Turkey wedding suicide bomber was a child, Islamic State 'likely perpetrator', says Erdogan
A suicide bomber as young as 12 killed at least 51 people at a wedding in Turkey, President Recep Tayyip Erdogan said on Sunday, pointing the finger at the Islamic State group.
Gaziantep: A suicide bomber as young as 12 killed at least 51 people at a wedding in Turkey, President Recep Tayyip Erdogan said on Sunday, pointing the finger at the Islamic State group.
Erdogan said Saturday's blast in Gaziantep near the Syria border "was the result of a suicide bomber aged between 12 and 14 who either detonated (the bomb) or others detonated it."
The explosion was the latest attack to rock the key Nato member in a horrific year that has seen strikes blamed on Kurdish and Islamist militants as well as a bloody 15 July botched coup.
The president said the Islamic State group was the "likely perpetrator" of the bomb attack, the deadliest in 2016, that targeted a celebration attended by many Kurds.
The remains of a suicide vest were found at the scene, the chief prosecutor's office said according to broadcaster CNN-Turk.
Gulser Ates, one of scores wounded in the attack, told Hurriyet the attack took place as the party was breaking up in the mainly Kurdish neighbourhood.
"We were sitting on chairs, having a chat with one of our neighbours.
"During the explosion, the neighbour died on top of me. I remember being underneath. If my neighbour hadn't fallen on top of me, I would have died," she said.
"The bride and groom's happiest day was poisoned."
The bride and groom — Besna and Nurettin Akdogan — were rushed to hospital but were not seriously wounded.
According to the state-run Anadolu news agency, the bride was released from hospital, saying as she left: "They turned our wedding into a bloodbath."
She later returned to hospital after repeatedly fainting, Anadolu reported.
Women and children wounded
Funerals for many of the victims took place on Sunday with an AFP photographer saying some covered relatives' coffins with the Kurdistan flag.
As hundreds waited to say their final goodbye, some voiced anger at what they perceived to be the government's failure to prevent the attack.
Shouts of "shame on you, Erdogan" rang out while others hurled water bottles at police who kept their distance from rowdy crowds for fear of violence.
One distraught mother wailed: "I lost my children, now I will never see them again."
Erdogan told reporters the death toll was now 51 with 94 hurt in the attack.
A total of 69 people remained in hospital, with 17 in critical condition.
Health Minister Recep Akdag said a large number of those injured were women and children.
'You will not succeed'
The bride and groom were reportedly from the mainly Kurdish region of Siirt further to the east and had themselves been uprooted due to the flare-up in violence with Kurdish militants.
The pro-Kurdish Peoples' Democratic Party (HDP) said its members had been present at the wedding, also attended by many women and children.
Erdogan said such attacks aimed to sow division between Turkey's different groups including Arabs, Kurds and Turkmen and to "spread incitement along ethnic and religious lines".
Many jihadists see Kurds as one of their main enemies, with Kurdish militias playing a significant role in the fight against IS on the ground in Syria.
A defiant Erdogan said there was "no difference" between the group of US-based preacher Fethullah Gulen — whom he blames for the failed coup bid — the outlawed Kurdistan Workers' Party (PKK) "and Daesh (IS), the likely perpetrator of the attack in Gaziantep".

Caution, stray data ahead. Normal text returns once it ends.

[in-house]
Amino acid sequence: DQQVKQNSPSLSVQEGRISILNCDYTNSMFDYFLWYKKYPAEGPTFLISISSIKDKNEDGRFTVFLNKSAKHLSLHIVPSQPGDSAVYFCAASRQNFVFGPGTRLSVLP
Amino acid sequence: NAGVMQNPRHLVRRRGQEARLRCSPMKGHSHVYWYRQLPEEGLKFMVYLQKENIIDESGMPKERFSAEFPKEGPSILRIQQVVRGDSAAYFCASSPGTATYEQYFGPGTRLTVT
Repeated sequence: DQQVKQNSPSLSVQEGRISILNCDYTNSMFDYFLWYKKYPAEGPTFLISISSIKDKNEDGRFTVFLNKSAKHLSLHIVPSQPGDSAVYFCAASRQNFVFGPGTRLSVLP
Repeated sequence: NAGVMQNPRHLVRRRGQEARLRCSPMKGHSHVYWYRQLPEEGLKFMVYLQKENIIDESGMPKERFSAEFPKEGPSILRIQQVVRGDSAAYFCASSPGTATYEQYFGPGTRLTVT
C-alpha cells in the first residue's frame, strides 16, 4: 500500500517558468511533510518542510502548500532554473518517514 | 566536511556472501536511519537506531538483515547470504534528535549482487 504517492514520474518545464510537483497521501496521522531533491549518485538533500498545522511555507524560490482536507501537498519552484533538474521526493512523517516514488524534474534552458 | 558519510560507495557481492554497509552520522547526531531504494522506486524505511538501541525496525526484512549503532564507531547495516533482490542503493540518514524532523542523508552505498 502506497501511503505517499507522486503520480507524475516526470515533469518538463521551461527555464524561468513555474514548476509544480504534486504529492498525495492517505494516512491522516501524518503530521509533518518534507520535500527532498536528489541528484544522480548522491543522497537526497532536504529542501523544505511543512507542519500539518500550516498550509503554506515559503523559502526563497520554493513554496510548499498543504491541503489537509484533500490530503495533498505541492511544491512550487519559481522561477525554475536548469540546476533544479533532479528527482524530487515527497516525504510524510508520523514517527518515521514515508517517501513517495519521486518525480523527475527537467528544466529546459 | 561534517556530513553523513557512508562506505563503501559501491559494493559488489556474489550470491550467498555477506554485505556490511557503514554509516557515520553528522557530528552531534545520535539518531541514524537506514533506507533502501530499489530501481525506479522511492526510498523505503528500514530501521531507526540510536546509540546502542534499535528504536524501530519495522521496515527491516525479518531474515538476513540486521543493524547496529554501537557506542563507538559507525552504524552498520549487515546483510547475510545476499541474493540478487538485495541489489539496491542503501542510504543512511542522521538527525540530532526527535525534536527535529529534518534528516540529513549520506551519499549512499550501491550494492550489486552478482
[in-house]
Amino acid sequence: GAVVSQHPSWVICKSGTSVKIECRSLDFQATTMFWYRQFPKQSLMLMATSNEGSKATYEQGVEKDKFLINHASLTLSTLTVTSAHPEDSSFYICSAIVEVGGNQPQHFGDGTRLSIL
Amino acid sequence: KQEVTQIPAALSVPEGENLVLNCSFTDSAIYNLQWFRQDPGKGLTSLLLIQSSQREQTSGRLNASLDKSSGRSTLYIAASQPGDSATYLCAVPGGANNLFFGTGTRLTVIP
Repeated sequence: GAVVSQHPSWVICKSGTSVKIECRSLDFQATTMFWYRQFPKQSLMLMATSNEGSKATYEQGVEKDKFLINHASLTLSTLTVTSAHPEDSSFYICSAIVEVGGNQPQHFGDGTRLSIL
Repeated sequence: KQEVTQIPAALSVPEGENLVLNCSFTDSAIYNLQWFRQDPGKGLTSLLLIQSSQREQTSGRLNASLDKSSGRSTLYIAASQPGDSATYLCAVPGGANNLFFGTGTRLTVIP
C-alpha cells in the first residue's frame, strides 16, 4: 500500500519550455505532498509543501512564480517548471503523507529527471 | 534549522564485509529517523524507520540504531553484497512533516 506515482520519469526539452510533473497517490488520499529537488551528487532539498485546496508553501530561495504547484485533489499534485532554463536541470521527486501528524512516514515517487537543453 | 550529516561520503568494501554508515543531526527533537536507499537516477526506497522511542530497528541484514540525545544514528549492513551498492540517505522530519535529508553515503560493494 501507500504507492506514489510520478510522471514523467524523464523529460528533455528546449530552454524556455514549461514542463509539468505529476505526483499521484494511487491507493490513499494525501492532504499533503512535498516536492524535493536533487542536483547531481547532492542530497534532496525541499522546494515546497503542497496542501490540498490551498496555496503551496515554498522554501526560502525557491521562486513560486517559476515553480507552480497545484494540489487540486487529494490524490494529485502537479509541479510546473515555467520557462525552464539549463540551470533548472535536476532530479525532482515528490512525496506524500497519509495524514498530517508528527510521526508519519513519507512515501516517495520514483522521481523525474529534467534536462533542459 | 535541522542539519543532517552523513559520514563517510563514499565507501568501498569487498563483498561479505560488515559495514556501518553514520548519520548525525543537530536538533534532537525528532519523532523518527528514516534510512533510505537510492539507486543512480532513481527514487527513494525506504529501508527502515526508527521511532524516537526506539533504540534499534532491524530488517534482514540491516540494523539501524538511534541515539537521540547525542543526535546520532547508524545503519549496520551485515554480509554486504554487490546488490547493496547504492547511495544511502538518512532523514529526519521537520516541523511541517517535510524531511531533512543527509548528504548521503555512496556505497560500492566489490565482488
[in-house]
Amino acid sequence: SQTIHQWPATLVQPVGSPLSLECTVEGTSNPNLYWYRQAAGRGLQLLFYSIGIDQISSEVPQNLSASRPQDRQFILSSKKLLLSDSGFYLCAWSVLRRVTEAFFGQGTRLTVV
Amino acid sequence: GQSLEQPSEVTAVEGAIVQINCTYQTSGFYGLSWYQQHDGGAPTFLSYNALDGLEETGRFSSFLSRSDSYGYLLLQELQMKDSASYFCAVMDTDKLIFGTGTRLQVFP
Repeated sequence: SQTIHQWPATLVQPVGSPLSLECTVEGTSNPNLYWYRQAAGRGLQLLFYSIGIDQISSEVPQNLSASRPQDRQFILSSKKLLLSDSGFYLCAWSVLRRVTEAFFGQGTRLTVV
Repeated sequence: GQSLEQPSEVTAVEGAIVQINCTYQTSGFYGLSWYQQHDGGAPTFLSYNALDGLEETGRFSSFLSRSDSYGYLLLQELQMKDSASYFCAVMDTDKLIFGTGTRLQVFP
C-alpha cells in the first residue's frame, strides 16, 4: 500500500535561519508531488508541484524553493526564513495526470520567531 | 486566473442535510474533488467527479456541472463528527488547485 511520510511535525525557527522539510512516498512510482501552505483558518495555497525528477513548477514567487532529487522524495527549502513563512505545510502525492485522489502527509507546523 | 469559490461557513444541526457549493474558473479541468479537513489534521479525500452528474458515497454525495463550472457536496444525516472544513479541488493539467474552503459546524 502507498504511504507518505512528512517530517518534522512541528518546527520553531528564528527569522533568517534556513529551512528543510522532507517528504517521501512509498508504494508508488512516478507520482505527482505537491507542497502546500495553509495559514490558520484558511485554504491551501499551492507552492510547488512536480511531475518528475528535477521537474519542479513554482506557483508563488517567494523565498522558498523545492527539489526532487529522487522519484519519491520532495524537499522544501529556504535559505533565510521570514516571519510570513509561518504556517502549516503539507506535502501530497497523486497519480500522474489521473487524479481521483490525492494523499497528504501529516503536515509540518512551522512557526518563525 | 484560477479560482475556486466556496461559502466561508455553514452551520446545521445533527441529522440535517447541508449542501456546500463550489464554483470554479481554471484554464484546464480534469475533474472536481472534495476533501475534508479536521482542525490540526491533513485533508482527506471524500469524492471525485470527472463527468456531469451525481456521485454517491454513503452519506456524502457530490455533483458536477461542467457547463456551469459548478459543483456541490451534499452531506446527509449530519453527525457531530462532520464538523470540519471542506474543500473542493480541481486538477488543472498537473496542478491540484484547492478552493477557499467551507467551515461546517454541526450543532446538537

"Our country and our nation have again only one message to those who attack us — you will not succeed!" he said.
Prime Minister Binali Yildirim said Gaziantep would show the same spirit it had shown in 1921, when it defeated French forces in Turkey's Independence War which led to the word Gazi (war hero) being added to its original name of Antep.
World leaders condemned the suicide bombing, with French President Francois Hollande denouncing the "vile" incident and German Chancellor Angela Merkel calling the attack "cowardly and underhand".
The United States also condemned the "heinous attack". "We stand by our ally and partner Turkey and reaffirm our commitment to defeating the common threat of terrorism," State Department spokesman Mark Toner said.
The pope urged the faithful to pray for the victims while UN chief Ban Ki-moon called for the perpetrators to be "quickly identified and brought to justice".
'More active' Syria role
A major city just 60 kilometres (37 miles) north of the Syrian border, Gaziantep has become a hub for Syrians fleeing the civil war in their country.
But as well as refugees and opposition activists, there have long been fears it was home to a significant jihadist presence.
IS suicide bombers have carried out several attacks in Istanbul this year, while Kurdish militants have hit targets in both Ankara and Istanbul.
On Thursday, 12 people were killed in three bombings blamed on the PKK, who Erdogan said had killed 70 members of the security forces in the last month alone.
The blast in Gaziantep came just hours after Yildirim said Ankara would play a "more active" role in efforts to solve the Syrian civil war.
For more than two weeks, survivors from the Bataclan concert hall in Paris have been testifying in a specially designed courtroom about the Islamic State group’s attacks on 13 November, 2015
Lashkar-e-Toiba commander Umar Mushtaq Khandey was allegedly involved in the killing of two policemen at Baghat in Srinagar district earlier this year
Both the Taliban and IS advocate rule by their radical interpretations of Islamic law. But there are key ideological differences that fuel their hatred of each other